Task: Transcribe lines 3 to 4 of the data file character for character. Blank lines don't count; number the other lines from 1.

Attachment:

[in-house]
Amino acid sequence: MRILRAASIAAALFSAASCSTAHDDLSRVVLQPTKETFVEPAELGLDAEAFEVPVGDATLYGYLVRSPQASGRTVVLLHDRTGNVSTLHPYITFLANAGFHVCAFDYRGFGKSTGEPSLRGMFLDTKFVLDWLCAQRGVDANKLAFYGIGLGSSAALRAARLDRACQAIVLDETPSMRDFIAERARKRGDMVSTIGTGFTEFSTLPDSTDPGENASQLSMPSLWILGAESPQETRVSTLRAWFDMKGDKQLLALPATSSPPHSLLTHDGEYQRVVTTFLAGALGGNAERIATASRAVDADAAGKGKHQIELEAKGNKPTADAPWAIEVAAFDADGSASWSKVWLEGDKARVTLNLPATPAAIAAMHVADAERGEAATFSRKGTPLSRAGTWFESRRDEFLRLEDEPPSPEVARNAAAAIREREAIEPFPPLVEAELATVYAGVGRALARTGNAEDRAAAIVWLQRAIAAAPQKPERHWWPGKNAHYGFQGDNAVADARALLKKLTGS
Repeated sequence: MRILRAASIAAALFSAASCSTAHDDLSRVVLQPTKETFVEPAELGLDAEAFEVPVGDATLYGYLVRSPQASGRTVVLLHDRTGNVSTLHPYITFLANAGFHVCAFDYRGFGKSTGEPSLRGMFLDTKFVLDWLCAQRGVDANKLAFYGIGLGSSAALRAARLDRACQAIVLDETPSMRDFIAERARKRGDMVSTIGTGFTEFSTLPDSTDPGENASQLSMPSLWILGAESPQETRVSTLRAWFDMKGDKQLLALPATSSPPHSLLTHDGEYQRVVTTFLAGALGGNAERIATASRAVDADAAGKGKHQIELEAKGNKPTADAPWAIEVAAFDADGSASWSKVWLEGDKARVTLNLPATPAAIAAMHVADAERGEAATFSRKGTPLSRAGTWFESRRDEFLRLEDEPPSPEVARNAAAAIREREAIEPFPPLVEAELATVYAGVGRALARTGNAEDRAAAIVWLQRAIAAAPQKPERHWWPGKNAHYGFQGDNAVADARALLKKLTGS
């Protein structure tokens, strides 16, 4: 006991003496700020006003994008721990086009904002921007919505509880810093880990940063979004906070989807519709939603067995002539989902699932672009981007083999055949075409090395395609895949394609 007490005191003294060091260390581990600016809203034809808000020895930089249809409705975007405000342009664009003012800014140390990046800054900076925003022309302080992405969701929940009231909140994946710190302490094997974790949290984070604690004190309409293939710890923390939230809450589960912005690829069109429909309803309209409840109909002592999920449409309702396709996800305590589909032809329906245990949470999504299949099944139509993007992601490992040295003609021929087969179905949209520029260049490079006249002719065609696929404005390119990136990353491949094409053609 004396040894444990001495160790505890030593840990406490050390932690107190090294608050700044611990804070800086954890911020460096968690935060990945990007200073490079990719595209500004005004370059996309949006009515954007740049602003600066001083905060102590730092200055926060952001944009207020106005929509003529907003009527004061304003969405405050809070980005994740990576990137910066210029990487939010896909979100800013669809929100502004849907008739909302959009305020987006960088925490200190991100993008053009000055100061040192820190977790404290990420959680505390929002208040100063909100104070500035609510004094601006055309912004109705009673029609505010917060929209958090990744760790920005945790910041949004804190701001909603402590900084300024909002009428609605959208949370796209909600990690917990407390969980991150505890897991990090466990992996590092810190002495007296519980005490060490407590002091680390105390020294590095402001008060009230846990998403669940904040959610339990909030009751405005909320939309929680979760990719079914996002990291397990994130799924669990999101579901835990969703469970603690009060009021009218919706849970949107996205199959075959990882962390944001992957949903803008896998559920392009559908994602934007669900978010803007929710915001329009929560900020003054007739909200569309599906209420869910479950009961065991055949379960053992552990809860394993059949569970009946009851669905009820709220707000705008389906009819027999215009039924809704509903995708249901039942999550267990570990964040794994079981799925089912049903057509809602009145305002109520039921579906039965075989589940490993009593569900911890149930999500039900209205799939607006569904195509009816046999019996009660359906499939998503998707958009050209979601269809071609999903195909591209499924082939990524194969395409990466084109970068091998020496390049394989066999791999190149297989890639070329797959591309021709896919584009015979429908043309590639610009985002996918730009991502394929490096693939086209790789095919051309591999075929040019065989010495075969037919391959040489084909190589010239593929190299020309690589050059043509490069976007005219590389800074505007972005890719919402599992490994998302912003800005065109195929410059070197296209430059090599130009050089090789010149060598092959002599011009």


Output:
Repeated sequence: MRILRAASIAAALFSAASCSTAHDDLSRVVLQPTKETFVEPAELGLDAEAFEVPVGDATLYGYLVRSPQASGRTVVLLHDRTGNVSTLHPYITFLANAGFHVCAFDYRGFGKSTGEPSLRGMFLDTKFVLDWLCAQRGVDANKLAFYGIGLGSSAALRAARLDRACQAIVLDETPSMRDFIAERARKRGDMVSTIGTGFTEFSTLPDSTDPGENASQLSMPSLWILGAESPQETRVSTLRAWFDMKGDKQLLALPATSSPPHSLLTHDGEYQRVVTTFLAGALGGNAERIATASRAVDADAAGKGKHQIELEAKGNKPTADAPWAIEVAAFDADGSASWSKVWLEGDKARVTLNLPATPAAIAAMHVADAERGEAATFSRKGTPLSRAGTWFESRRDEFLRLEDEPPSPEVARNAAAAIREREAIEPFPPLVEAELATVYAGVGRALARTGNAEDRAAAIVWLQRAIAAAPQKPERHWWPGKNAHYGFQGDNAVADARALLKKLTGS
């Protein structure tokens, strides 16, 4: 006991003496700020006003994008721990086009904002921007919505509880810093880990940063979004906070989807519709939603067995002539989902699932672009981007083999055949075409090395395609895949394609 007490005191003294060091260390581990600016809203034809808000020895930089249809409705975007405000342009664009003012800014140390990046800054900076925003022309302080992405969701929940009231909140994946710190302490094997974790949290984070604690004190309409293939710890923390939230809450589960912005690829069109429909309803309209409840109909002592999920449409309702396709996800305590589909032809329906245990949470999504299949099944139509993007992601490992040295003609021929087969179905949209520029260049490079006249002719065609696929404005390119990136990353491949094409053609 004396040894444990001495160790505890030593840990406490050390932690107190090294608050700044611990804070800086954890911020460096968690935060990945990007200073490079990719595209500004005004370059996309949006009515954007740049602003600066001083905060102590730092200055926060952001944009207020106005929509003529907003009527004061304003969405405050809070980005994740990576990137910066210029990487939010896909979100800013669809929100502004849907008739909302959009305020987006960088925490200190991100993008053009000055100061040192820190977790404290990420959680505390929002208040100063909100104070500035609510004094601006055309912004109705009673029609505010917060929209958090990744760790920005945790910041949004804190701001909603402590900084300024909002009428609605959208949370796209909600990690917990407390969980991150505890897991990090466990992996590092810190002495007296519980005490060490407590002091680390105390020294590095402001008060009230846990998403669940904040959610339990909030009751405005909320939309929680979760990719079914996002990291397990994130799924669990999101579901835990969703469970603690009060009021009218919706849970949107996205199959075959990882962390944001992957949903803008896998559920392009559908994602934007669900978010803007929710915001329009929560900020003054007739909200569309599906209420869910479950009961065991055949379960053992552990809860394993059949569970009946009851669905009820709220707000705008389906009819027999215009039924809704509903995708249901039942999550267990570990964040794994079981799925089912049903057509809602009145305002109520039921579906039965075989589940490993009593569900911890149930999500039900209205799939607006569904195509009816046999019996009660359906499939998503998707958009050209979601269809071609999903195909591209499924082939990524194969395409990466084109970068091998020496390049394989066999791999190149297989890639070329797959591309021709896919584009015979429908043309590639610009985002996918730009991502394929490096693939086209790789095919051309591999075929040019065989010495075969037919391959040489084909190589010239593929190299020309690589050059043509490069976007005219590389800074505007972005890719919402599992490994998302912003800005065109195929410059070197296209430059090599130009050089090789010149060598092959002599011009």